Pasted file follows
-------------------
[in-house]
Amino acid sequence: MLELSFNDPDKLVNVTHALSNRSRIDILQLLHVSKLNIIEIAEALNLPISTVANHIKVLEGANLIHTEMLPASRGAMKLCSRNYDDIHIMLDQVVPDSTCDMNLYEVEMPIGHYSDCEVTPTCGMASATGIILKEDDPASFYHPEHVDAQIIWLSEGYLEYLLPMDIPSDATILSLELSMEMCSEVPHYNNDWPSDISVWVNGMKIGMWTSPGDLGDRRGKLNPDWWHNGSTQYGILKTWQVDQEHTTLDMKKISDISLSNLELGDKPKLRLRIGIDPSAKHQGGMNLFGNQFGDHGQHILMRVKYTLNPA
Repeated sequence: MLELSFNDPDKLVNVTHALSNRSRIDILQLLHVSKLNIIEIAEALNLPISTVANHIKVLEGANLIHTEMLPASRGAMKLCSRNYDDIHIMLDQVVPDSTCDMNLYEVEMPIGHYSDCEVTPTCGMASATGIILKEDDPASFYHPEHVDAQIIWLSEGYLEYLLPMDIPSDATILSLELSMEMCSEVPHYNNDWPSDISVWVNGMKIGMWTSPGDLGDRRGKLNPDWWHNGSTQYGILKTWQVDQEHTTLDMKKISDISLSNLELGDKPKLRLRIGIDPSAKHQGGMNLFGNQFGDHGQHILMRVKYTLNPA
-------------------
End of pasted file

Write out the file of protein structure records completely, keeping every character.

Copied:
[in-house]
Amino acid sequence: MLELSFNDPDKLVNVTHALSNRSRIDILQLLHVSKLNIIEIAEALNLPISTVANHIKVLEGANLIHTEMLPASRGAMKLCSRNYDDIHIMLDQVVPDSTCDMNLYEVEMPIGHYSDCEVTPTCGMASATGIILKEDDPASFYHPEHVDAQIIWLSEGYLEYLLPMDIPSDATILSLELSMEMCSEVPHYNNDWPSDISVWVNGMKIGMWTSPGDLGDRRGKLNPDWWHNGSTQYGILKTWQVDQEHTTLDMKKISDISLSNLELGDKPKLRLRIGIDPSAKHQGGMNLFGNQFGDHGQHILMRVKYTLNPA
Repeated sequence: MLELSFNDPDKLVNVTHALSNRSRIDILQLLHVSKLNIIEIAEALNLPISTVANHIKVLEGANLIHTEMLPASRGAMKLCSRNYDDIHIMLDQVVPDSTCDMNLYEVEMPIGHYSDCEVTPTCGMASATGIILKEDDPASFYHPEHVDAQIIWLSEGYLEYLLPMDIPSDATILSLELSMEMCSEVPHYNNDWPSDISVWVNGMKIGMWTSPGDLGDRRGKLNPDWWHNGSTQYGILKTWQVDQEHTTLDMKKISDISLSNLELGDKPKLRLRIGIDPSAKHQGGMNLFGNQFGDHGQHILMRVKYTLNPA